We previously covered fractional indexing which is useful for cases where:
- You have a large number of rows
- You want to provide an order to those rows
- Changing the order of one row, with respect to the others, should not require modifying any row except the one being moved
- Retrieving rows in sorted order should be fast
But it had some downsides
- A fraction will lose precision quickly
- Arbitrary precision floats could get very large in pathological cases
- In a distributed setting, fractional indices can collide preventing insertions of items between the collision
- In a distributed setting, concurrent edits based on fractional index will interleave
Recursive ordering gets around these drawbacks and it is possible to efficiently order by a recurisve relationship -- even in a relational database. To skip how the algorithm works and jump directly to implementing it in sqlite, see recursive-ordering-in-sqlite.
How Recursive Ordering Works
This first pass at recursive ordering will assume we're dealing with a centralized rather than distributed system. Later explorations will create derivations of the algorithm that work in a distributed setting.
Recursive ordering leverages relationships between items to create an order. The simplest example of this is a linked list. The order of the linked list provides the order of the items.
Note that we link each item to the thing it was inserted after. This will become useful later.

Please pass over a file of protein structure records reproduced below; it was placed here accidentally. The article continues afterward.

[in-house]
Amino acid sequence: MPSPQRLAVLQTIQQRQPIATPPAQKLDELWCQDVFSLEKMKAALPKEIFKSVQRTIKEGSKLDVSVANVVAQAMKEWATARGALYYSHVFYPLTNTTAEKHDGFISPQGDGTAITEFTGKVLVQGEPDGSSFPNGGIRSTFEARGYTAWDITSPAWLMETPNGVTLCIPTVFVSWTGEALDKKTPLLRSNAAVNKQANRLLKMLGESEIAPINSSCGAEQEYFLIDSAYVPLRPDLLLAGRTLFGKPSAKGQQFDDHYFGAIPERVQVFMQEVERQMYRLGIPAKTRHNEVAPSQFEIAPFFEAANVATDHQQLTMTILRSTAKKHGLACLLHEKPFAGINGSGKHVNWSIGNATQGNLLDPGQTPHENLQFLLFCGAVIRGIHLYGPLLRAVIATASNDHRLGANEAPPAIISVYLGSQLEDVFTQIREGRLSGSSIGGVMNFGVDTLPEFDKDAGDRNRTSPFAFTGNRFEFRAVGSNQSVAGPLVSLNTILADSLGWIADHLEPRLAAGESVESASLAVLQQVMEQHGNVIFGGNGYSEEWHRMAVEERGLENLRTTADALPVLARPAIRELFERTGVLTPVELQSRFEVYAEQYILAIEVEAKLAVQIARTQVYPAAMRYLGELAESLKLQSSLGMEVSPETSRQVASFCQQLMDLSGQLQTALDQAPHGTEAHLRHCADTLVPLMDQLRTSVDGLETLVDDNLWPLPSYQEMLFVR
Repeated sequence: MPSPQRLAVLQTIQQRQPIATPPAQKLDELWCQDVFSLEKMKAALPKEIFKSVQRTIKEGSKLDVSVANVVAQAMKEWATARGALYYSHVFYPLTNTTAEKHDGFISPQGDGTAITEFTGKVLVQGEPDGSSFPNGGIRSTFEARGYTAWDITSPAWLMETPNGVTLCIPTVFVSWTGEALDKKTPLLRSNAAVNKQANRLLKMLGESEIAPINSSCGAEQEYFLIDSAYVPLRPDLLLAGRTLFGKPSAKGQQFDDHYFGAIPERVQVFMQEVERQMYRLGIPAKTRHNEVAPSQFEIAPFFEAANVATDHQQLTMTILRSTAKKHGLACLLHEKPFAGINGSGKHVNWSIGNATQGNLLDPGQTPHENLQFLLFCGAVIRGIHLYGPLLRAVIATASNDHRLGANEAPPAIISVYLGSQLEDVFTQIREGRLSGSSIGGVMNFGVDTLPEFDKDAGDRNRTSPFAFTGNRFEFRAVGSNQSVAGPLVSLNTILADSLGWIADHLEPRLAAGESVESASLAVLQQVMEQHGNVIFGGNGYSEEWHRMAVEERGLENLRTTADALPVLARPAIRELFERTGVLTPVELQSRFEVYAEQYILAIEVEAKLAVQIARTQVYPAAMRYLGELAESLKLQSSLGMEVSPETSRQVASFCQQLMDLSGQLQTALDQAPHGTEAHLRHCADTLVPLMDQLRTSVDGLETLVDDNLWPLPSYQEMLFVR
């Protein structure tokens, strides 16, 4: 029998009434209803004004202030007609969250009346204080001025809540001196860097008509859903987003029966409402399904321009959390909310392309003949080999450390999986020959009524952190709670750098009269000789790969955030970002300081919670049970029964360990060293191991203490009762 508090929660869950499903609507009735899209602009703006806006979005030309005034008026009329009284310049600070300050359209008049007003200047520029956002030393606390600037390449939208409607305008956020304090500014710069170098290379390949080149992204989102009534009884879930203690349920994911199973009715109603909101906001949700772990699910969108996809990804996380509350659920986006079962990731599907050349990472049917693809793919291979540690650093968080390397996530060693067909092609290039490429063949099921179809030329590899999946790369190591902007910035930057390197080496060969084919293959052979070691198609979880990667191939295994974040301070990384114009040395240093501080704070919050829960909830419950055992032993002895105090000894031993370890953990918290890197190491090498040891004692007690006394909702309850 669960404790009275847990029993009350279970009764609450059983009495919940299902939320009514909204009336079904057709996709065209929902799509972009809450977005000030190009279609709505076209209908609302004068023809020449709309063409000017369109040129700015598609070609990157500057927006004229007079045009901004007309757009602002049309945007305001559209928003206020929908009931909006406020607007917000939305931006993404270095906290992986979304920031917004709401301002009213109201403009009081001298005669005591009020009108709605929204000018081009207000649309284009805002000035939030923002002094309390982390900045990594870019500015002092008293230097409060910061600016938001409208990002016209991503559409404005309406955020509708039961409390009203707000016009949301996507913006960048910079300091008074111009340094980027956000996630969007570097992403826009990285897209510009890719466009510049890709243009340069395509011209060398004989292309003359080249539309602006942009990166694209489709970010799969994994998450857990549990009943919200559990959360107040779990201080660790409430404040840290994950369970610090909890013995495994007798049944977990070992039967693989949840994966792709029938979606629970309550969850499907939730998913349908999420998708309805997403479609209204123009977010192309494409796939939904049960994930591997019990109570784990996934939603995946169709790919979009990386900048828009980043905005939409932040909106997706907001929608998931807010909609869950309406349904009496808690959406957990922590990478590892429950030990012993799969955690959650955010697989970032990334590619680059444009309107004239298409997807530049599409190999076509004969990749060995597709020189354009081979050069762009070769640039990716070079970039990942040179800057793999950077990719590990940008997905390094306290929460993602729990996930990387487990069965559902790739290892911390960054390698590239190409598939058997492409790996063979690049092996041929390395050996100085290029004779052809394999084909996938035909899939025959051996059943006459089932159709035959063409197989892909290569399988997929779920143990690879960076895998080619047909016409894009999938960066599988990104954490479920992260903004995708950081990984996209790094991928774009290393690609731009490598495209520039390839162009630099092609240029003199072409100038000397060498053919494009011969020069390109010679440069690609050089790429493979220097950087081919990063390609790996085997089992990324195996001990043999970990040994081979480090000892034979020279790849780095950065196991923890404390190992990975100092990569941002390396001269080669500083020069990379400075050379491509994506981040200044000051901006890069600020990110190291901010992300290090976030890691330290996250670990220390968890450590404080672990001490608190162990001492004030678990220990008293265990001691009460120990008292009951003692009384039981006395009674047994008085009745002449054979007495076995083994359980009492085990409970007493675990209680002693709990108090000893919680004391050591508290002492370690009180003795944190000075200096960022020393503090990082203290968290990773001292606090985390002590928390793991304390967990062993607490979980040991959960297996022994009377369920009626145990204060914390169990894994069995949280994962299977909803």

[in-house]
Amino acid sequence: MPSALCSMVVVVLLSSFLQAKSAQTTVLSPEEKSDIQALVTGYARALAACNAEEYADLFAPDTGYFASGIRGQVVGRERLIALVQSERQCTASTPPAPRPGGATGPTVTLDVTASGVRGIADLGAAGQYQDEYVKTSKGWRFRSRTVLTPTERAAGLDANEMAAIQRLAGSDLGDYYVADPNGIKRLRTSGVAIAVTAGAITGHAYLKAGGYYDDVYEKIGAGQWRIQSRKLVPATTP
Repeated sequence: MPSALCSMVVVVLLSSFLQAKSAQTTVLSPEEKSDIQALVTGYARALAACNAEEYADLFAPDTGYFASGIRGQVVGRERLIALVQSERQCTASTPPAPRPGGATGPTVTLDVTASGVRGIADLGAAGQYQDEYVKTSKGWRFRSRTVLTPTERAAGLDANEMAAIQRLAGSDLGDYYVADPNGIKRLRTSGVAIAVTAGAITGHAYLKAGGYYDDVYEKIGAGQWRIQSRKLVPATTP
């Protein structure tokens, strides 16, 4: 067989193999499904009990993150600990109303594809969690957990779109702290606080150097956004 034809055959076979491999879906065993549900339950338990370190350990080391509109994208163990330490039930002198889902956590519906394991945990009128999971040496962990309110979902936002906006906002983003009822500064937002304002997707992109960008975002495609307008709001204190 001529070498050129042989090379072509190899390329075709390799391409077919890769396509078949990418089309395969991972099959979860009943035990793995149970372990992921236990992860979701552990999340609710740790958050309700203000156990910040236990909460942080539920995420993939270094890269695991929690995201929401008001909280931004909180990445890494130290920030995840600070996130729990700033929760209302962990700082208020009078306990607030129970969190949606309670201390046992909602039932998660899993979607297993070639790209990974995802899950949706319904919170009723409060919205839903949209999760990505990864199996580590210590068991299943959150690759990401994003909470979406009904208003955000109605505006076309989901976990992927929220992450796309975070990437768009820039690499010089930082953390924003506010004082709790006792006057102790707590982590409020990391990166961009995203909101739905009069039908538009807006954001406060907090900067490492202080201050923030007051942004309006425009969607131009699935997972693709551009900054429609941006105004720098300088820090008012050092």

If we order things like this, updating the position of something is just a matter of updating a few pointers rather than re-numbering all of the items in the set.
- Worst case, 3 pointers
- Best case, 1 pointer
You can create a linked list in a table through a schema like the following:
CREATE TABLE node (
id primary key NOT NULL,
CREATE INDEX node_parent_id ON node (parent_id);
node has an
id and points to the id of its parent, providing the ordering. You're likely wondering:
- How do you order a table by a relationship?
- Is ordering tables through relationships even performant?
- Insertions only requiring updating at most 3 records
- If you have a given start node you can easily find all nodes before it by traversing pointers
- If you need to go in both directions, you can store the other direction of the relationship without much extra cost to insertion time
- Without additional constraints, this will not work in a distributed setting where writers can update the ordering without coordinating. Someone could move B before D on one node and D before B on another, creating a cycle and breaking the list. See recursive-ordering-in-sqlite.
Why is it "recursive"
This is a considered a recursive ordering since determining the total ordering of the set requires recursively following pointers until arriving at the root.